At age 20, Fonda started his acting career at the Omaha Community Playhouse when his mother's friend Dodie Brando (mother of Marlon Brando) needed a juvenile player for You and I. He was both fascinated by the stage, learning everything from set construction to stage production, and also profoundly embarrassed by his acting ability.When he received the lead in Merton of the Movies, he realized the beauty of acting as a profession, as it allowed him to deflect attention from his own tongue-tied personality and create stage characters relying on someone else’s scripted words. Fonda decided to quit his job and go East in 1928 to strike his fortune. He arrived on Cape Cod and soon found a job with the Provincetown Players and Joshua Logan's University Players, an intercollegiate summer stock company, where he worked with Margaret Sullavan, his future wife, and began a lifelong friendship with James Stewart. His first role with Logan was as an Italian nobleman in The Jest, which quickly proved that Fonda had little talent to play foreigners with accents and needed to stick to American roles, as did his friend Jimmy Stewart.

Actor. His motion picture acting career lasted from 1935 to 1981, and included such as "Young Mr. Lincoln," "Mister Roberts," "The Grapes of Wrath" and "On Golden Pond.". Born in Grand Island, Nebraska, he majored in journalism in college, but found acting more to his liking. His early stage stints included the amateur Omaha Community Playhouse, where he met Jocelyn Brando, the mother of future Hollywood icon Marlon Brando. In the late 1920s, he journeyed east to join the Provinceton Players and then the University Players Guild. There, he met fellow actor Jimmy Stewart, with whom he became lifelong friends. Fonda appeared on Broadway theatre in New York City, New York, and then debuted on screen in "The Farmer Takes a Wife." He began a screen partnership with movie director John Ford in 1939's "Young Mr. Lincoln," then "Drums Along the Mohawk" and "The Grapes of Wrath." Henry Fonda won his first Best Actor Academy Award nomination in 1940 for his portrayal of John Steinbeck’s ‘Tom Joad’, the reluctant hero of "Grapes of Wrath." His next significant films were Preston Sturges’ comic romance "The Lady Eve" (1941) and William Wellman’s "The Ox-Bow Incident" (1943). He enlisted in the United States Navy during World War II, and served three years on the destroyer “USS Satterlee” (DD-626), being awarded a Bronze Star for his service. Upon his return to acting after his discharge he achieved success again with Ford in "My Darling Clementine" (1946). Dissatisfied with Fox Pictures Studios, Fonda abandoned Hollywood for seven years, appearing on Broadway theatre in the plays "Mister Roberts" and "The Caine Mutiny Court Martial." His 1955 movie return in "Mister Roberts" (1955), with James Cagney, Jack Lemmon and William Powell, was a great success. Fonda followed with "War and Peace" (1956), Alfred Hitchcock’s "The Wrong Man" (1956), and Sidney Lumet’s "Twelve Angry Men" (1957, which Fonda also produced). His portrayal of ‘Juror #8’ in “Twelve Angry Men” helped the film get nominated for the Best Picture Academy Award. His work in the 1960s and 1970s included "Fail Safe," "Yours, Mine and Ours," and the 1969 Sergio Leone spaghetti Western "Once Upon a Time in the West," in which he played the villain. Married five times, Henry Fonda in 1979 starred with son Peter Fonda in "Wanda Nevada" and daughter Jane Fonda in "On Golden Pond" in 1981, with the latter film also starring Katharine Hepburn. After being awarded an honorary Oscar the year before, he won the Best Actor Academy Award for "On Golden Pond" but was too sick to attend the ceremony. He passed away only months later in August 1982.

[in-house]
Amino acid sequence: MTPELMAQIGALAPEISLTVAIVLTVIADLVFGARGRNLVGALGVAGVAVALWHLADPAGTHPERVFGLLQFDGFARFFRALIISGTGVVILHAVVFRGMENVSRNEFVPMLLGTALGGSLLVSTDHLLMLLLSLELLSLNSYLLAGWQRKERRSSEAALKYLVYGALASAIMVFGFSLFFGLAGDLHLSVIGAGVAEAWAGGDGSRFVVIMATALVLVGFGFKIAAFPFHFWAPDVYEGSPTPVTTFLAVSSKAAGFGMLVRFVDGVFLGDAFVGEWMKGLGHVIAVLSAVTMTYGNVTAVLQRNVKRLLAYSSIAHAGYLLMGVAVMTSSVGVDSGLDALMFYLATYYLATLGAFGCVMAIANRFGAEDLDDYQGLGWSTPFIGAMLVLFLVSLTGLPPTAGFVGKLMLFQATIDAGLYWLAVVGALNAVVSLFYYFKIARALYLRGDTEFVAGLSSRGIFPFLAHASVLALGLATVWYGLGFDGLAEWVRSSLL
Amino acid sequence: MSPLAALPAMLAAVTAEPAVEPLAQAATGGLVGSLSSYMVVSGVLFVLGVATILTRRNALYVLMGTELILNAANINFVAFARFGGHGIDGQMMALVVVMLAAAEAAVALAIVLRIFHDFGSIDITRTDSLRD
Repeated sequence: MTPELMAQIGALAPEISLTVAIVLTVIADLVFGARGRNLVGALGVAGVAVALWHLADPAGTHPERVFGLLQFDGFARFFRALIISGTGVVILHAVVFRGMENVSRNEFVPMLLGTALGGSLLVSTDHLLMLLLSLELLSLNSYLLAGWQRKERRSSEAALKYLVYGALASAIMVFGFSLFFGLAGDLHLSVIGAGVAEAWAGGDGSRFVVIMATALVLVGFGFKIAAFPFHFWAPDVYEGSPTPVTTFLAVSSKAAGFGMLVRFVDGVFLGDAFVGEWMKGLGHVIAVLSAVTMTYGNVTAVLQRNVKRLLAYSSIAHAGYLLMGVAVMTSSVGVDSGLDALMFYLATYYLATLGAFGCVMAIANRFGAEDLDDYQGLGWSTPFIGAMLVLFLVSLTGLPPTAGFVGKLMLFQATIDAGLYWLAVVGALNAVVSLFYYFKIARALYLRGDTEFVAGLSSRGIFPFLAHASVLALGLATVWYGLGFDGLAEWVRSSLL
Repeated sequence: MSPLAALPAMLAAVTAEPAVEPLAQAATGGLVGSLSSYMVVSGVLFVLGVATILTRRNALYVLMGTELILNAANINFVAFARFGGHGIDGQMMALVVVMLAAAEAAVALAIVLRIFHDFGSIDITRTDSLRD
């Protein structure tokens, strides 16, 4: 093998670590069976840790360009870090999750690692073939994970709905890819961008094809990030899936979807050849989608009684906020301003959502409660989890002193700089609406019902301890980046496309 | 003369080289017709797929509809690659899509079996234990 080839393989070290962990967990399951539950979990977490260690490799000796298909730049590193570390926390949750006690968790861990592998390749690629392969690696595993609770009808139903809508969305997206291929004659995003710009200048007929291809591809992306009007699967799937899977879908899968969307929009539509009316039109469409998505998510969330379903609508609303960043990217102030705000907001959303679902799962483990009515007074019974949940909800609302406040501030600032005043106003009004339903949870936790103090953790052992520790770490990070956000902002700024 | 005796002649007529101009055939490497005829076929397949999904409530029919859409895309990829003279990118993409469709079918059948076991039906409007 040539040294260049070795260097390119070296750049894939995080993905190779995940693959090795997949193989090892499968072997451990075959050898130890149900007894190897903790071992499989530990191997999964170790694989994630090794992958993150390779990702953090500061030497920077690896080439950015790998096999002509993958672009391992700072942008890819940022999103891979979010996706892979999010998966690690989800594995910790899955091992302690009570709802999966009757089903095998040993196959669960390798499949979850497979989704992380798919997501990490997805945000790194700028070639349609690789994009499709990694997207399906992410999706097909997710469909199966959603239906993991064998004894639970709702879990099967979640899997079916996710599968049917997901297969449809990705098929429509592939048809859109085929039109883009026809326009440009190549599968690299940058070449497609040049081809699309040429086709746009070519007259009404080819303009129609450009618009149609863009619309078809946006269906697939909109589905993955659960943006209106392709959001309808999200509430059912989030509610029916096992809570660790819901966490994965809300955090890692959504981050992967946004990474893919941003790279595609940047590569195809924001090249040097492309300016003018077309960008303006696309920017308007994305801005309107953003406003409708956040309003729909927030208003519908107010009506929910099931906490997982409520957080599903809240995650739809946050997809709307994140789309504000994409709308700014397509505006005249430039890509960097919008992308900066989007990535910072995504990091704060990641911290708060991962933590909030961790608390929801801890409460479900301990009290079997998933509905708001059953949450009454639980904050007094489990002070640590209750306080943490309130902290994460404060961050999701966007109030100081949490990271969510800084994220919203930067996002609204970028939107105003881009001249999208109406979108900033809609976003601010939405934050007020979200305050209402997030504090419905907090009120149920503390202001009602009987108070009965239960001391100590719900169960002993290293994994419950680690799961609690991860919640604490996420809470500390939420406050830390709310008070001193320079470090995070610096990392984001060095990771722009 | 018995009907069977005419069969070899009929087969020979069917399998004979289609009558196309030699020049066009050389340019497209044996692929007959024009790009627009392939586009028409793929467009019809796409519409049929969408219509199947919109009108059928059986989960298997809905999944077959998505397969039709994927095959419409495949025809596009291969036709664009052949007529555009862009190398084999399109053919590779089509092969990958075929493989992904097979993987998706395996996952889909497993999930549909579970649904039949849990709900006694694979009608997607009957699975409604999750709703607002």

Bio by: LincolnFan

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Henry Fonda's Timeline

May 16, 1905
Grand Island, Hall County, Nebraska, United States
Age 17
Omaha, Douglas County, Nebraska, United States
Age 17
Omaha, Douglas County, Nebraska, United States
December 21, 1937
New York City, New York, United States
February 23, 1940
Manhattan, New York County, New York, United States